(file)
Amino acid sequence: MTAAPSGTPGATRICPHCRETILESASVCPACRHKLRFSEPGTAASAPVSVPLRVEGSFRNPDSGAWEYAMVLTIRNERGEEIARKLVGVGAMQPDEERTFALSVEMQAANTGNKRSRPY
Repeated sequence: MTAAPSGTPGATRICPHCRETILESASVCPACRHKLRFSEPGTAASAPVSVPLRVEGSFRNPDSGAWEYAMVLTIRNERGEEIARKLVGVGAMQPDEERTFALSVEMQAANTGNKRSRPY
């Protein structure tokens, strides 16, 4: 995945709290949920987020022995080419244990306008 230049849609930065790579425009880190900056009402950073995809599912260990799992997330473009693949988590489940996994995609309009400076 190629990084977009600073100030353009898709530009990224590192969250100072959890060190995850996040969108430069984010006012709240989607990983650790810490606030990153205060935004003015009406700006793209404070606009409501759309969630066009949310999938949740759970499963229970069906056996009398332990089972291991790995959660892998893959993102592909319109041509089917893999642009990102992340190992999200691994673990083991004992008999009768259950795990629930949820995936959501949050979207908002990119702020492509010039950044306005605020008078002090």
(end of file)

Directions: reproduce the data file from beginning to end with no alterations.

Amino acid sequence: MTAAPSGTPGATRICPHCRETILESASVCPACRHKLRFSEPGTAASAPVSVPLRVEGSFRNPDSGAWEYAMVLTIRNERGEEIARKLVGVGAMQPDEERTFALSVEMQAANTGNKRSRPY
Repeated sequence: MTAAPSGTPGATRICPHCRETILESASVCPACRHKLRFSEPGTAASAPVSVPLRVEGSFRNPDSGAWEYAMVLTIRNERGEEIARKLVGVGAMQPDEERTFALSVEMQAANTGNKRSRPY
């Protein structure tokens, strides 16, 4: 995945709290949920987020022995080419244990306008 230049849609930065790579425009880190900056009402950073995809599912260990799992997330473009693949988590489940996994995609309009400076 190629990084977009600073100030353009898709530009990224590192969250100072959890060190995850996040969108430069984010006012709240989607990983650790810490606030990153205060935004003015009406700006793209404070606009409501759309969630066009949310999938949740759970499963229970069906056996009398332990089972291991790995959660892998893959993102592909319109041509089917893999642009990102992340190992999200691994673990083991004992008999009768259950795990629930949820995936959501949050979207908002990119702020492509010039950044306005605020008078002090």